In this blog post, Nick Grayson, a member of the Future Farmers of Yorkshire who is pictured below, details his experience at the recent Oxford Farming Conference.
Each January, the Future Farmers of Yorkshire group sponsors a select number of members to attend the Oxford Farming Conference (OFC). But the rival Oxford Real Farming Conference (ORFC) is fast gaining in popularity, so this year Future Farmers thought they’d do something different.
Stoking the fire of competition, they sent two Future Farmers to each event.
Getting off the farm isn’t something that happens very often, so when I got the opportunity to go to the Oxford Farming Conference, I jumped at the chance!
I run our tenanted farm near Rotherham with my wife Carys and two young sons. We farm 150 acres of arable land, a herd of Aberdeen Angus cattle, a few rare-breed sheep and pigs and at Christmas we have plenty of turkeys to keep us busy.
Our main passions are supplying local meat to the surrounding areas and farming using sustainable practises.
My family started producing Christmas turkeys on this farm in 1929 and we have carried on ever since. More recently we have introduced lamb and pork boxes – sausages and bacon have proved a hit on Sunday mornings!
Given our interest in sustainability, diversification and local supply chains, the line up at OFC was right up our street.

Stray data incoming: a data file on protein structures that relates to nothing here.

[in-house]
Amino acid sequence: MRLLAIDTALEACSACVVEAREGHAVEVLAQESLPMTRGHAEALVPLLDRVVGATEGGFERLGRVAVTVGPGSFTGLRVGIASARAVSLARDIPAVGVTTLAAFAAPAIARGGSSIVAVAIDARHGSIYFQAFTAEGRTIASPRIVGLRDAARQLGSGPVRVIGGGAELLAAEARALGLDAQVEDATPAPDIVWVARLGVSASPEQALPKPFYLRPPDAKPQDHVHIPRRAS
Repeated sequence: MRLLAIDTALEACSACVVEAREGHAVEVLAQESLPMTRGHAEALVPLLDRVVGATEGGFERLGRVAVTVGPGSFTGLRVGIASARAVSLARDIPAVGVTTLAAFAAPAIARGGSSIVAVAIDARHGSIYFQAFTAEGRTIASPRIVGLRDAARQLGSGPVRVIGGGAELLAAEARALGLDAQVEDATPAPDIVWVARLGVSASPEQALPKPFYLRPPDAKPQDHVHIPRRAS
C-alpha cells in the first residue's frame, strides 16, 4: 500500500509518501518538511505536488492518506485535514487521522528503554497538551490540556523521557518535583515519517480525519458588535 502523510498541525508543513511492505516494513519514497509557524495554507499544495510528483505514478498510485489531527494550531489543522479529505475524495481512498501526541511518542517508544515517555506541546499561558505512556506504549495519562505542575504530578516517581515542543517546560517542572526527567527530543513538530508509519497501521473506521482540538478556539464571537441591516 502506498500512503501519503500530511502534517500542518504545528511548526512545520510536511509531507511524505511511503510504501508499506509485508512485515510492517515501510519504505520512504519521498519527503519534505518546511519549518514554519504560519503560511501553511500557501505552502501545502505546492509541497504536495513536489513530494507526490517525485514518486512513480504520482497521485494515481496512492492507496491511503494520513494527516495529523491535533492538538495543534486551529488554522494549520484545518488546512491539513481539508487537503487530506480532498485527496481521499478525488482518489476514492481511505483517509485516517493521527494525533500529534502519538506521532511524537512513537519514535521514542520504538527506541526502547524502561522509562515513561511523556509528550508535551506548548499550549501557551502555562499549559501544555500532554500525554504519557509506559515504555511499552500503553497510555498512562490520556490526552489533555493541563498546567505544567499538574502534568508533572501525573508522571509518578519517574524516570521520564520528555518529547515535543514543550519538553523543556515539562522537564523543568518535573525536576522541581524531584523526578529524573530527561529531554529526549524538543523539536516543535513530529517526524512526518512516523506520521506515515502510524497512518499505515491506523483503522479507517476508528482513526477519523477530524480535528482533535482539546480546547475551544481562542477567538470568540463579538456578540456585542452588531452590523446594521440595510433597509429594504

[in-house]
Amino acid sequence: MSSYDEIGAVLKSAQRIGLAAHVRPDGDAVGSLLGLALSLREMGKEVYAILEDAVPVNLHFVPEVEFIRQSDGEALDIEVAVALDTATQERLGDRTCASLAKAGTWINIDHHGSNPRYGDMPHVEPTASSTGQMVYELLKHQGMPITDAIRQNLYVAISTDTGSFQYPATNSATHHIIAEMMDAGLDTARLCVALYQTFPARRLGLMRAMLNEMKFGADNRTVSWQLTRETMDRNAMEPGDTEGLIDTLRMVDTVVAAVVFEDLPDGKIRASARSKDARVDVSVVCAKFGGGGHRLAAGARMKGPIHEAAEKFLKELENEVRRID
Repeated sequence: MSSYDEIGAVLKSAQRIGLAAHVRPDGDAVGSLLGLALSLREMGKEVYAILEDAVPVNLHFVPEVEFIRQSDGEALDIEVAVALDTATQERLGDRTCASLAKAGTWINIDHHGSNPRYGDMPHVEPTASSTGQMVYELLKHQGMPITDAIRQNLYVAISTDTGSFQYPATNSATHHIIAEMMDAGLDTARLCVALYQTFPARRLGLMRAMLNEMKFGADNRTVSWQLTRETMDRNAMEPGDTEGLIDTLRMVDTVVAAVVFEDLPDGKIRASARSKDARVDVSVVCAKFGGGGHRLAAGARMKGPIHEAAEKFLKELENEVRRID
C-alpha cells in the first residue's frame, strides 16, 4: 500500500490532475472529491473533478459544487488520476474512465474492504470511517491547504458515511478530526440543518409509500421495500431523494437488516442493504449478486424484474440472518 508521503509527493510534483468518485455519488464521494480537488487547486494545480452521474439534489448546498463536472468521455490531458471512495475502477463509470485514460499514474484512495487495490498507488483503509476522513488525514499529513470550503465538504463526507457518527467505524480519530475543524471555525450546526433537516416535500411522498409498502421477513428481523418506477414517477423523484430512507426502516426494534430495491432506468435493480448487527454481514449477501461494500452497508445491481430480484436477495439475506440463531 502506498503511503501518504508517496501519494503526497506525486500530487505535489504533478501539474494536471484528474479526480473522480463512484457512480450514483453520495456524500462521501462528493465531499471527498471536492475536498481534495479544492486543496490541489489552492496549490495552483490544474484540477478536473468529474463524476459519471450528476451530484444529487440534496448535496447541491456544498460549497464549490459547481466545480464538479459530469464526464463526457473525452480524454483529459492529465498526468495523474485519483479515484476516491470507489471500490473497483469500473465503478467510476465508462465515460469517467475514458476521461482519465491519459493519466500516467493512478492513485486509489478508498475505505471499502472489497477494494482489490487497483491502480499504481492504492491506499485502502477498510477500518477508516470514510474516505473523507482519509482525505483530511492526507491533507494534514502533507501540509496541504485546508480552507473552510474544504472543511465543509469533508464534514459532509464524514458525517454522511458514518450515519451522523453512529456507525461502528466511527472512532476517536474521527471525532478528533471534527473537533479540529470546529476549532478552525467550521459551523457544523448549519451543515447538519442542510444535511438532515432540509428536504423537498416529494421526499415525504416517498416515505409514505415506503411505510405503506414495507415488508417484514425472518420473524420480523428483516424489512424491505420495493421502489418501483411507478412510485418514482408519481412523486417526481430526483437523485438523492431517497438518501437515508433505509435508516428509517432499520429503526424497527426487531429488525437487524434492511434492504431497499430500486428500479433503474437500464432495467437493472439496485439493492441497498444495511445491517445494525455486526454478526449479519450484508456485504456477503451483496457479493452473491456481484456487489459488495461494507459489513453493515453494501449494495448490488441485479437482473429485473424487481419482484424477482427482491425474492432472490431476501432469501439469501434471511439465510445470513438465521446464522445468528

The Scholars programme kicked off last November with a visit to OSI in Scunthorpe, the main processing plant for McDonalds burgers and what an eye-opening experience.
I am still quoting all the facts and figures about the McDonalds business to anyone who will listen. We even had a go at constructing our own Big Mac and I can confirm nothing is added and they are definitely 100% Irish or British beef.
Fast-forward to the conference in January and I arrived at my room in Christchurch College ready to learn, network and, of course, have fun.
Speakers of note for me included Professor Alice Stanton of the Royal College of Surgeons in Ireland, National Farmers’ Union president Minette Batters and Henry Dimbleby, co-founder of the Leon restaurants chain who is leading the Government’s National Food Strategy.
- Prof Alice Stanton discussed the health implications of vegan diets which can consist of highly processed food.
- Minette Batters gave an uplifting speech around ensuring food with lower production standards isn’t imported into the UK, post-Brexit.
- Finally, restoring the environment was the main topic for Henry Dimbleby, – for someone in the early stages of their farming career, this challenge is something I find very exciting.
To top it off, as we all left to make our way home, we were serenaded by Extinction Rebellion protesters singing “if you want to be our farmer” to the tune of the popular Spice Girls song!
The whole OFC experience was truly inspiring, from the setting, to the speakers and sessions. During the diverse and engaging programme, I made some fantastic connections, along with making new friends, catching up with old friends and, of course, sampling one or two beers at the rowing club.
Before our Future Farmers Spring Debate on Wednesday 4th March, the OFC and the ORFC teams will argue for and against the motion, ‘The Future is Real’. Consider it an appetiser to our main debate.
- Future Farmers of Yorkshire was launched in 2010 to bring together like-minded farmers, vets and industry supporters. It is backed by the Yorkshire Agricultural Society.
- The group has been joined by more than 1,000 forward-thinking members, eager to expand their knowledge and excel in their careers.
- To join the group, please email email@example.com
Headline picture credit: Oxford Farming Conference